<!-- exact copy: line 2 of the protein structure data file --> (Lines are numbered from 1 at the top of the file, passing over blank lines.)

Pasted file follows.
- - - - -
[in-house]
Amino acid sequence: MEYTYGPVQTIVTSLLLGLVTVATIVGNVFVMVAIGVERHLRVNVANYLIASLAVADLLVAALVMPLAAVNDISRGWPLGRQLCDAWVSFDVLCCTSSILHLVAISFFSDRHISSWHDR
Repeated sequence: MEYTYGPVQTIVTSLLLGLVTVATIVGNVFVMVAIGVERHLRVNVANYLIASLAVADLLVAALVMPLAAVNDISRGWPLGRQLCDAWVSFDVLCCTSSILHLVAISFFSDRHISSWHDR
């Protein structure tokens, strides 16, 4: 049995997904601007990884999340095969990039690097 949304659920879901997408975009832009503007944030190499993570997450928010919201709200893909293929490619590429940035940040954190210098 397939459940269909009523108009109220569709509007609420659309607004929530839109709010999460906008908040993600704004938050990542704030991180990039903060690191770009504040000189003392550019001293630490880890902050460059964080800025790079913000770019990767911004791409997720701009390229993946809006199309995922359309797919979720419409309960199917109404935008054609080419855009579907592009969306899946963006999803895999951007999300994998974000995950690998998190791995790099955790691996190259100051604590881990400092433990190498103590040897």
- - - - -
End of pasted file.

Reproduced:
Amino acid sequence: MEYTYGPVQTIVTSLLLGLVTVATIVGNVFVMVAIGVERHLRVNVANYLIASLAVADLLVAALVMPLAAVNDISRGWPLGRQLCDAWVSFDVLCCTSSILHLVAISFFSDRHISSWHDR